The GP Super Clinics Program is part of the Australian Government’s health care reforms and, in particular, reflects an increased emphasis on and investment in primary care.3 Primary care reforms are being implemented in most developed nations due to the impacts of the ageing population and chronic disease.3,4,6 The objectives of the GP Super Clinics Program reflect these factors with a focus on multi-disciplinary and integrated care to support care for older people and those with chronic disease. They also focus on the need for infrastructure and capacity to support and sustain these models of care.
This evaluation aimed to describe the context, development and short term impact of the program. To achieve these aims a variety of methods were used in relation to the implementation, establishment and operations aspects of the program. These methods involved the review of documentation, and surveys and interviews with stakeholders relevant to each of the three aspects of the GP Super Clinics Program. The results of each of these data collection methods have been reported in previous chapters. This final chapter aims to describe the implications of these results for the GP Super Clinics Program in the context of its objectives, particularly those related to patients and clinicians, and those more broadly related to the primary health care system.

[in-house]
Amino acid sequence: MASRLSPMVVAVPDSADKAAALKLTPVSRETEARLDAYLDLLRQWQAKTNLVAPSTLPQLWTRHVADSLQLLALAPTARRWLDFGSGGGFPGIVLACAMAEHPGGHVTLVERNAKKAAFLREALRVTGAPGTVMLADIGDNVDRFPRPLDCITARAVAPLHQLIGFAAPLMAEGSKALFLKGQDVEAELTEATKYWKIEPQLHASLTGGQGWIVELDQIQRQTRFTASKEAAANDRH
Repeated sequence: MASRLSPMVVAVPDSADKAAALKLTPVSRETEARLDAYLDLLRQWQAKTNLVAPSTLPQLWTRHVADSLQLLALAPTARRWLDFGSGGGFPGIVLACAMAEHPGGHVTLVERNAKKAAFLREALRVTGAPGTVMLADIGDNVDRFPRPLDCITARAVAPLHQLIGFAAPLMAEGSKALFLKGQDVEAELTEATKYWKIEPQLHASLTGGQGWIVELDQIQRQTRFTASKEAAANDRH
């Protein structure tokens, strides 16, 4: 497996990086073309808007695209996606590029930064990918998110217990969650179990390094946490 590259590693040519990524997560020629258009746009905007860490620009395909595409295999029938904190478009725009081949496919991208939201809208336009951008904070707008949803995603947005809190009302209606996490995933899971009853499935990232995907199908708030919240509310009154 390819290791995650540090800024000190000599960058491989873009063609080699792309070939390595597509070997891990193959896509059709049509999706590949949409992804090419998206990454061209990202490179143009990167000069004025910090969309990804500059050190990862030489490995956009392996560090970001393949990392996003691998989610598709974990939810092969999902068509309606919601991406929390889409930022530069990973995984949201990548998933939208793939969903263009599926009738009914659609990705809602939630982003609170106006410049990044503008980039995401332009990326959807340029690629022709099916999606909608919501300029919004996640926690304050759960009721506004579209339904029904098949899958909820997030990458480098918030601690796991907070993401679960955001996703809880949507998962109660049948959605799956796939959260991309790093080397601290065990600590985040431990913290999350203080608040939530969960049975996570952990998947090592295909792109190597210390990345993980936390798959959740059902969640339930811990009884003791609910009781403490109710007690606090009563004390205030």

3Building a 21st Century Primary Health Care System: Australia's First National Primary Health Care Strategy. Canberra: Australian Government: Department of Health and Ageing;2010.
4Imison C, Naylor C, Maybin J. Under One Roof:Will polyclinics deliver integrated care? London: King's Fund 2008.
6Hutchison B, Levesque J-F, Strumpf E, Coyle N. Primary Health Care in Canada: Systems in Motion. Milbank Quarterly.89(2):256-288.